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Speech by Prime Minister Petteri Orpo in memory of the Jews handed over to Nazi Germany, 6 November 2023

Government Communications Department
Publication date 6.11.2023 19.21
Pääministeri Orpo laskee seppelettä luovutettujen juutalaisten muistomerkille Helsingin Tähtitorninmäellä

Speech by Prime Minister Petteri Orpo in memorial of the Jews handed from Finland over to Nazi Germany, 6 November 2023.

Ladies and Gentleman,

Thank you for inviting me to join you today in remembering.

On 6 November 1942, Finland handed over eight Jews to Nazi Germany. All of them, with the exception of one, were killed in a concentration camp. All of them had come to Finland as refugees.

To honour their memory, the Finnish Holocaust Remembrance Association has installed eight commemorative stones in the pavements in front of their last homes. These stones, called Stolpersteine, are small but meaningful. They serve as concrete reminders of the darkest moments in our history. A total of 75,000 stones have been installed around the world, and the work is still ongoing.

It is our responsibility to remember. It is our responsibility to make sure that this never happens again.

I think it is very important that Klaus Härö is now making a film about Abraham Stiller, who worked to prevent the deportations. The film will make this part of our past more widely known to Finns.

At this moment in time, remembrance feels especially important. The recent terrorist attack by Hamas against Israel was the worst attack against Jews since World War II.

The state of Israel has the right to protect its citizens from terrorist attacks in accordance with international law. At the same time, we must emphasise the importance of international humanitarian law. Ordinary Palestinian civilians must be protected. The humanitarian situation in Gaza is getting worse, and civilians must get the aid they need.

As the fighting continues, there is a growing risk that the conflict will spread. We in Finland want to work to promote peace.

Throughout Europe, the situation in Gaza has also led to an increase in antisemitism. Jewish communities are concerned. The police have increased their presence around synagogues and Jewish schools in many countries across Europe.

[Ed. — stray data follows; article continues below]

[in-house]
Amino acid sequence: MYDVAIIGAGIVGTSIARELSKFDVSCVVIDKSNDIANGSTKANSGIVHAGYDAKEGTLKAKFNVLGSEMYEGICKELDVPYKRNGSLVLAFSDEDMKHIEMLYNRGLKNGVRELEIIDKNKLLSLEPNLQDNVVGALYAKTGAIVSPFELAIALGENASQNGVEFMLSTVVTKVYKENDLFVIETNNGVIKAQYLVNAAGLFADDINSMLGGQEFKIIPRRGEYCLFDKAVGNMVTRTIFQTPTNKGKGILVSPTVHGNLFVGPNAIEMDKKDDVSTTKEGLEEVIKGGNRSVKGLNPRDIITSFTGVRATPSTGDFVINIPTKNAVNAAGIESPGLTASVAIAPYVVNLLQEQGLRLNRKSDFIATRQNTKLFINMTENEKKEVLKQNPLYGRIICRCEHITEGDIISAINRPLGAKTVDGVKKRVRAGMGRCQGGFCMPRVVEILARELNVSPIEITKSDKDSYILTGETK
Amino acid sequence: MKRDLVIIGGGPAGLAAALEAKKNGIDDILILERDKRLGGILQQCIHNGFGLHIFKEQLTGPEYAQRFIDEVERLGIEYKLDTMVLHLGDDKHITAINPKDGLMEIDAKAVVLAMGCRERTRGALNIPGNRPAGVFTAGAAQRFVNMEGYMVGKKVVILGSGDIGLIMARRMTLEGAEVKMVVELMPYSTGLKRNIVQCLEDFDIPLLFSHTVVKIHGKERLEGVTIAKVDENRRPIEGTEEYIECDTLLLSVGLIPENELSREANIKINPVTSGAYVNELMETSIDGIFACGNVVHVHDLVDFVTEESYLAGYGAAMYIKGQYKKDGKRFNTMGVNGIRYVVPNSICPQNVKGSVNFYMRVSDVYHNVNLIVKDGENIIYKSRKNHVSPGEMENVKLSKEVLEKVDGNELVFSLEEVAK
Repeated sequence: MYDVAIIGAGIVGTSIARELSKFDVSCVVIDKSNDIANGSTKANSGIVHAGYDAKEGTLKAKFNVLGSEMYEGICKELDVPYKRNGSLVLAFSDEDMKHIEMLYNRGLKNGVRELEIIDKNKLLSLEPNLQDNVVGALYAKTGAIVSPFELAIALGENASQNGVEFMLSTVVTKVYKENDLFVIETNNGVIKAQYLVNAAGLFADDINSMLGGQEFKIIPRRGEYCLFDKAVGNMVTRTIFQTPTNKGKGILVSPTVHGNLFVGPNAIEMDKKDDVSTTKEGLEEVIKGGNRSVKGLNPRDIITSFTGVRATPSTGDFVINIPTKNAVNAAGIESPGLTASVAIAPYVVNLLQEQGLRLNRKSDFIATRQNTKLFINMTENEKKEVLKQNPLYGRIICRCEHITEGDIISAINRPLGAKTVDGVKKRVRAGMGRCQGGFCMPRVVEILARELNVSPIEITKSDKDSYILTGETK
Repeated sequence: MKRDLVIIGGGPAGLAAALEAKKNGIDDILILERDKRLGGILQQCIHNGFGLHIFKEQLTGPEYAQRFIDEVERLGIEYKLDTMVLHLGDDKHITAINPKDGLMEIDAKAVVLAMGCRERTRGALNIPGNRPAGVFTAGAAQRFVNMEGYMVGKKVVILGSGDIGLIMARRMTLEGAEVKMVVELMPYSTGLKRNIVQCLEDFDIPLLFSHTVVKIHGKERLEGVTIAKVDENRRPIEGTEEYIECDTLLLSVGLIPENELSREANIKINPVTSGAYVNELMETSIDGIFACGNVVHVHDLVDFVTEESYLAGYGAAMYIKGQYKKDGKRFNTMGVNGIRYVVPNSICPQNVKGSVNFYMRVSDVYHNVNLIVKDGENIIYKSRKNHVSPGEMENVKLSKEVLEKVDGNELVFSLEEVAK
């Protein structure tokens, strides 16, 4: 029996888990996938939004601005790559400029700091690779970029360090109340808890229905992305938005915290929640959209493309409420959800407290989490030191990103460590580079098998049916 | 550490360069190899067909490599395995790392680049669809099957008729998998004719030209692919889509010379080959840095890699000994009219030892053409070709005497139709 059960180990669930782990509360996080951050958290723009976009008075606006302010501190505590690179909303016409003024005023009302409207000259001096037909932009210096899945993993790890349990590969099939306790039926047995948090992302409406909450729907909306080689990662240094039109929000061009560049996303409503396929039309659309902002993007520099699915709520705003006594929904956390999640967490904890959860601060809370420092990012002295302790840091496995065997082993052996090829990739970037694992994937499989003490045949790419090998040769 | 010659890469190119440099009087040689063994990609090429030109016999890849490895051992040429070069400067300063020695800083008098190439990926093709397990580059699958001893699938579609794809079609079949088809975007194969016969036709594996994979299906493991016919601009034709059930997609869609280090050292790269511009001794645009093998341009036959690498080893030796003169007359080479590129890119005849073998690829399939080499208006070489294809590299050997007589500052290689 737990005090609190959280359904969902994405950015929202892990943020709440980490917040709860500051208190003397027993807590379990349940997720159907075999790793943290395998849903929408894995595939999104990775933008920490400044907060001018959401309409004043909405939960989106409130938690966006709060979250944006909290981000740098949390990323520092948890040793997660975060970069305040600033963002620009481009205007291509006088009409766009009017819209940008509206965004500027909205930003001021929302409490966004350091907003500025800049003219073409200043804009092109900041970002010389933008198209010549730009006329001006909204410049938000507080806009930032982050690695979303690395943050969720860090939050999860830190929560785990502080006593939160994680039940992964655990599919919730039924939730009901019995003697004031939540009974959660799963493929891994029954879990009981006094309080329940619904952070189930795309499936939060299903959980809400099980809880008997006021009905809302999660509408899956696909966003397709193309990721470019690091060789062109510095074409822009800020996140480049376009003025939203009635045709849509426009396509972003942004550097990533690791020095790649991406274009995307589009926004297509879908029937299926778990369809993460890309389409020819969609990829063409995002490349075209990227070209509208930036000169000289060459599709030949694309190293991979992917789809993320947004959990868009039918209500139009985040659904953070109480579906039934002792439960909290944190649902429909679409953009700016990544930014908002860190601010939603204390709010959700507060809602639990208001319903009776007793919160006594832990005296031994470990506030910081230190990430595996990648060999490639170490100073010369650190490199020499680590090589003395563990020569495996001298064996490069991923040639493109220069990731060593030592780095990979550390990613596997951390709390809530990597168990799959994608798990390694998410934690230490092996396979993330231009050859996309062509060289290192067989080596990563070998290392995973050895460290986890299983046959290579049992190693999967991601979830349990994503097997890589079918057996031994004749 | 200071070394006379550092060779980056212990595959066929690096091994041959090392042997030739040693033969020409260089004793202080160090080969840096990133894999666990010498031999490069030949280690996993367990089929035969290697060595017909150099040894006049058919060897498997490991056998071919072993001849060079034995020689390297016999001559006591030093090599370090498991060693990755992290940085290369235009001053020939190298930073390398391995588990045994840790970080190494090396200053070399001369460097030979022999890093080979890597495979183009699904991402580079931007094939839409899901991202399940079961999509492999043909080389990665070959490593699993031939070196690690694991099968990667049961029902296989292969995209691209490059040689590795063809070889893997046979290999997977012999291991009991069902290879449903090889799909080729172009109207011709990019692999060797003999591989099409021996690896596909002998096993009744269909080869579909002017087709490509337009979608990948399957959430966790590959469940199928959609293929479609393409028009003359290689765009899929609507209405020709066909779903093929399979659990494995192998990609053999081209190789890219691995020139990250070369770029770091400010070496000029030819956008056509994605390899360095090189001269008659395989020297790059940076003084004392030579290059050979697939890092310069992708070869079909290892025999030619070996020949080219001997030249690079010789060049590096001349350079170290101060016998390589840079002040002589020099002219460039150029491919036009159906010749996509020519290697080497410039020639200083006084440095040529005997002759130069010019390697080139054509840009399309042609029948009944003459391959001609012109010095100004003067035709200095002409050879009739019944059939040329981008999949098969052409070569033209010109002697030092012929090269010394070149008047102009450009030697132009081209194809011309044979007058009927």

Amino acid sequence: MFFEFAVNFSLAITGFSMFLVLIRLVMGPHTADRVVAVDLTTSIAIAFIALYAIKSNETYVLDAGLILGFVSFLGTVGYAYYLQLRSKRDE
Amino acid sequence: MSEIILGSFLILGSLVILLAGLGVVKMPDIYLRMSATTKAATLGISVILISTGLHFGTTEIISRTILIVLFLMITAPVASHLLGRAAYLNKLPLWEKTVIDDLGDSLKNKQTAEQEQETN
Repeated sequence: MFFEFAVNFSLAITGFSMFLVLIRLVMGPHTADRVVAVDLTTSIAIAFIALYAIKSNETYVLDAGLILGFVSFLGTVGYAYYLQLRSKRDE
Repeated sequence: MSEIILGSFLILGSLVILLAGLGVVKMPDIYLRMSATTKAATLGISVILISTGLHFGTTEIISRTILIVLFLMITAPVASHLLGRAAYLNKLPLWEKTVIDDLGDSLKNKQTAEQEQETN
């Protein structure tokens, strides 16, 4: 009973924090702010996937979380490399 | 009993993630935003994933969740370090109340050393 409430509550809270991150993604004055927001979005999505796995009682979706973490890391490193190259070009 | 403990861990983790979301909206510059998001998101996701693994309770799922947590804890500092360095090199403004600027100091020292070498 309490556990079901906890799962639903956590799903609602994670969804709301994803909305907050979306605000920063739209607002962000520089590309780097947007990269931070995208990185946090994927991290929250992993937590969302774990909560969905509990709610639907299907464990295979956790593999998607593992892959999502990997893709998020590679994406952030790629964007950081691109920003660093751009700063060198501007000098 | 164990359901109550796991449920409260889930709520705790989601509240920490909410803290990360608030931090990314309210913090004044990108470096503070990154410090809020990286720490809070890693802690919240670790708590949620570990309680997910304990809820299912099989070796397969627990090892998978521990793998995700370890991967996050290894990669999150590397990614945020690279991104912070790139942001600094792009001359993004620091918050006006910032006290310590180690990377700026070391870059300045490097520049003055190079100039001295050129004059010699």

Demonstrating against military action and expressing concern for the safety of civilians are fundamental rights. Inciting antisemitism is not. It is unacceptable.

That said, antisemitism is not a reaction to the situation in the Middle East; it has deep roots that have grown for centuries throughout the history of Europe.

It is important for us, as Europe, as the European Union, to recognise and acknowledge the problem together. We must fight antisemitism together; our common values oblige us to do so. Antisemitism is not only a threat to Jewish communities and the Jewish way of life – it is a threat to the very idea of a free and diverse society, democracy, and the European way of life.

Antisemitism takes many different forms: online hate speech, attacks on Jews, their property and institutions, and the desecration of synagogues, cemeteries and monuments. It can be seen in the everyday lives of Jewish people in the form of inappropriate acts and remarks.

Two years ago, the European Union published its first strategy on combating antisemitism and fostering Jewish life. Several measures have also been taken at the national level. We must continuously monitor and gather information on antisemitism in Finland. Good cooperation with the Jewish community plays an important role in this work.

In September, our Government submitted a communication to Parliament on promoting equality and non-discrimination and reducing racism in Finland. Of the numerous measures in the communication, I would especially like to highlight these here today:

The Government is preparing to criminalise Holocaust denial. The Holocaust was a horrible chapter in European history. Denying and downplaying the Holocaust, or distorting facts about history, lead to increased ignorance and indifference. These, in turn, are a breeding ground for antisemitism.

It is our responsibility to ensure that accurate and honest information about the Holocaust is passed down to future generations.

In Finland, too, we will begin observing the Memorial Day for the Victims of Persecution as Holocaust Remembrance Day, in line with international practice.

We will invest in the security of the Jewish community. We will work to prevent acts motivated by hate against Jews, Muslims, Christians and other religious groups.

These are individual measures, but they show that the Government considers this an important issue. Everyone has the right to feel safe and welcome in Finland.

Racism and antisemitism have no place in Finland or anywhere in Europe. We will make every effort to eradicate them. It is our responsibility to remember.